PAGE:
- Massage your baby’s gums using clean fingers.
- Apply a barrier cream or moisturizer to their cheeks to help prevent a rash.
- Keep the area around the mouth, cheek, and neck as clean and dry as possible to prevent skin irritation.
What teething remedies should you avoid?
While you may be ready to accept any relief for your baby’s teething pain, there are a few remedies that aren’t safe and should be avoided.
Never use rubbing alcohol, benzocaine, or lidocaine on your baby’s gums. When choosing soothing gels, carefully read the ingredients before applying them to your baby’s gums. These ingredients can put children under age two at risk of reduced oxygen levels in the blood.
Over-the-counter teething gels
U.S Food and Drug Administration (FDA) says parents should avoid any OTC teething remedies, including herbal or homeopathic teething gels since they haven’t been proven to work. Some may contain an ingredient called belladonna that can cause difficulty breathing and even seizures.
Amber teething necklaces
There’s no medical evidence to suggest that amber teething necklaces work. Most pediatricians advise against them because they pose a choking or strangulation hazard. But if you do choose to use one, make sure to:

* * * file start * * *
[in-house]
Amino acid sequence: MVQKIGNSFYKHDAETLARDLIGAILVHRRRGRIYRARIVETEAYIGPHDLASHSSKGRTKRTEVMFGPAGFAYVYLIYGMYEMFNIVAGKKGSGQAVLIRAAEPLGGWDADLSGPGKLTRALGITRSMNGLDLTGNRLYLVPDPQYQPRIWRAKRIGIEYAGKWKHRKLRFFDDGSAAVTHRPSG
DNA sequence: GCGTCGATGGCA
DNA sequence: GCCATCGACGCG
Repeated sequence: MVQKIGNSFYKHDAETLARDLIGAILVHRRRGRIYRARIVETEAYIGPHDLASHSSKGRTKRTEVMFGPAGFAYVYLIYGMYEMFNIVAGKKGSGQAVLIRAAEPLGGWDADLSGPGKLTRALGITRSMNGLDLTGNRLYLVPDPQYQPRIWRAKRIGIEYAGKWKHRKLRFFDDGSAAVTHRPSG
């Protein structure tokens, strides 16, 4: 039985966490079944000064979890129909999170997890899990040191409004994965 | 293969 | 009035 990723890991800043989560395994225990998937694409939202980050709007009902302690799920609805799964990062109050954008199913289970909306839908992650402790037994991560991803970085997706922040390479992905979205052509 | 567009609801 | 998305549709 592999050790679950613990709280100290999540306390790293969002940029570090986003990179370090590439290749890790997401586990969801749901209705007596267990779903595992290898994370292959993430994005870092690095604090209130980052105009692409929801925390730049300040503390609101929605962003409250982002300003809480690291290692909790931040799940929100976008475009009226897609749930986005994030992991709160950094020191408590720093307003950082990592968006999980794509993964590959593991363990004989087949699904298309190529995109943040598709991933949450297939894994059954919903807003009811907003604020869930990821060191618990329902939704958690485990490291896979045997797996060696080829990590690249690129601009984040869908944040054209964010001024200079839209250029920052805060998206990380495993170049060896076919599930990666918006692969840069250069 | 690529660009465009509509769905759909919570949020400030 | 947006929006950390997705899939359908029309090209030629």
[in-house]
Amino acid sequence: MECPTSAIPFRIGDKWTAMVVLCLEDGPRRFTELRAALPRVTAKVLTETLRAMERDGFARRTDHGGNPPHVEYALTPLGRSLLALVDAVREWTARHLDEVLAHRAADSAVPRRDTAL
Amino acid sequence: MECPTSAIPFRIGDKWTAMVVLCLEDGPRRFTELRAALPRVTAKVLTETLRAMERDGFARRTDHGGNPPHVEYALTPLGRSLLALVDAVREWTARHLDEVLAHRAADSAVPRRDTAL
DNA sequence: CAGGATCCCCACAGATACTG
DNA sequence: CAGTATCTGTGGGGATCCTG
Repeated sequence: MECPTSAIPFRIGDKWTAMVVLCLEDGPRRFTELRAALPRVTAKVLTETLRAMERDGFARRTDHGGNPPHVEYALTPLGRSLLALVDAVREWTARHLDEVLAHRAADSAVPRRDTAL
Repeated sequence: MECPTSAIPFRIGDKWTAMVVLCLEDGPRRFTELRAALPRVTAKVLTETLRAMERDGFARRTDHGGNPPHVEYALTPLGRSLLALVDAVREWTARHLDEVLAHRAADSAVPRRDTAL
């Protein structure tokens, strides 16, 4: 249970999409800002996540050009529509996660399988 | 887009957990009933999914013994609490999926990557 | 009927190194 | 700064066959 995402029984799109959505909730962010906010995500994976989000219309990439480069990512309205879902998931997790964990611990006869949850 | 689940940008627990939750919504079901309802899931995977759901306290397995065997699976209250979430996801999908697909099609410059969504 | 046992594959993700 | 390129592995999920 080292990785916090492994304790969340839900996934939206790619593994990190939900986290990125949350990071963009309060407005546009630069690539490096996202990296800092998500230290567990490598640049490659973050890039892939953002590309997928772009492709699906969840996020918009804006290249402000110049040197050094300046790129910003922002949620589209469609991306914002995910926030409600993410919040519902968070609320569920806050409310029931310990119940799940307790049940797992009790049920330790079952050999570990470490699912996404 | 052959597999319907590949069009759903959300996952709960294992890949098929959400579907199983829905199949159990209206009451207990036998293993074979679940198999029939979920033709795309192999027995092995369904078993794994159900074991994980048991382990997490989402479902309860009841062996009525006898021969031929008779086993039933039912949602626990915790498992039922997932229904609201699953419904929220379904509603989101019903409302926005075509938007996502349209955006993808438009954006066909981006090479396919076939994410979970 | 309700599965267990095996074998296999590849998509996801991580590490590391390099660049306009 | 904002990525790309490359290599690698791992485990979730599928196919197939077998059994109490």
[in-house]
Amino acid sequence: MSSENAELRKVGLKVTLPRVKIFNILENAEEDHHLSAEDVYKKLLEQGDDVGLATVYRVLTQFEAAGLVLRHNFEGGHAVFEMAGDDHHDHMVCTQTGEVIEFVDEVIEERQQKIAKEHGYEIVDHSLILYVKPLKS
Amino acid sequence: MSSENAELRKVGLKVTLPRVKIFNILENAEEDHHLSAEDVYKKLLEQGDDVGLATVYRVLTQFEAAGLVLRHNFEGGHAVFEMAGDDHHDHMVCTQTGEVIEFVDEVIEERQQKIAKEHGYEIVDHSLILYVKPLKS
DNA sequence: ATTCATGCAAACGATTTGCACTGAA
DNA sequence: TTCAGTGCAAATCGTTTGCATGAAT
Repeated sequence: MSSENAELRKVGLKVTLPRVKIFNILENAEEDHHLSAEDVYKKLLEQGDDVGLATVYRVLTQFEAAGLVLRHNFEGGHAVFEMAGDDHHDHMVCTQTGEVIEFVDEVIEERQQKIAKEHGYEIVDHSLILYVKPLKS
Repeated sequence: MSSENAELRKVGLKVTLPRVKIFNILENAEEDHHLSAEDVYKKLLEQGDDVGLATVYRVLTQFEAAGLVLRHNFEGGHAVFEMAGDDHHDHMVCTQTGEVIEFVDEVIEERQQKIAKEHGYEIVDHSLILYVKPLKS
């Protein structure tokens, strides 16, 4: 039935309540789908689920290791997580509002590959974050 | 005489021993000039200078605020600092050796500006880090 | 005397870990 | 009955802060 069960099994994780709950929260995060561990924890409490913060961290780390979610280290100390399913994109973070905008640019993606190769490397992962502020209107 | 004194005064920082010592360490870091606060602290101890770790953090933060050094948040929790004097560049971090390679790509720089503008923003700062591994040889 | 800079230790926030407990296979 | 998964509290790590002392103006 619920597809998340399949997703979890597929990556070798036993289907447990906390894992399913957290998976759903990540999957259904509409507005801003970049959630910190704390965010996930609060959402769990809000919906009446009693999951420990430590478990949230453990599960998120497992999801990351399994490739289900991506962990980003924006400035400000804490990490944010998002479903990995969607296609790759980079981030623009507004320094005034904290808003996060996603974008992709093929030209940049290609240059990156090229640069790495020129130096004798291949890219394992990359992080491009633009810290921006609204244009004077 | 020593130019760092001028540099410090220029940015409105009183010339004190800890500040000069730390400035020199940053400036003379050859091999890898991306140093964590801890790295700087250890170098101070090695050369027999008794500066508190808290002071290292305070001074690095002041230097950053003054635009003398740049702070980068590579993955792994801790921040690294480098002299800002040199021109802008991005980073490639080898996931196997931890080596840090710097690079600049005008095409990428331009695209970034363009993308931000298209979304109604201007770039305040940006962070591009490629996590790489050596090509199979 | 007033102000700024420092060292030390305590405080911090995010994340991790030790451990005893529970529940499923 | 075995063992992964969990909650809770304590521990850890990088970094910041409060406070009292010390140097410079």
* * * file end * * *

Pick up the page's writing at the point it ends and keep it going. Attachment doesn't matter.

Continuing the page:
- Put it on your baby’s wrist or ankle, not around their neck.
- Always watch your baby when they wear it.
- Take it away when you aren’t watching your baby, even if for a very short time.
Pacifiers can provide your baby with relief and comfort during teething. But avoid dipping your baby’s pacifier in honey, jam, or grape juice. This can increase the risk of early tooth decay.
How to care for your baby’s new teeth?
Oral health plays an important role in the overall health of your child. Therefore even before your baby has teeth, you should give due care to good oral hygiene.
- Until their teeth come in, clean your baby’s gums with a wet washcloth or piece of gauze at least once a day.
- Once your baby starts teething, clean their mouth the same way at least twice a day, especially after feedings.
- After their first birthday, you can use a soft-bristled baby toothbrush with water and a small amount of fluoride-free toothpaste.
- Do not disregard dental visits. Regular dental checkups are crucial for the healthy development of your baby’s teeth, mouth, and gums. The American Dental Association and the American Academy of Pediatric Dentistry recommend scheduling a baby’s first dental visit at or near their first birthday.
References: mayoclinic.org, webmd.com, healthline.com, medicalnewstoday.com, mouthhealthy.org, seattlechildrens.org, nct.org.uk, whattoexpect.com, pregnancybirthbaby.org.au, healthychildren.org,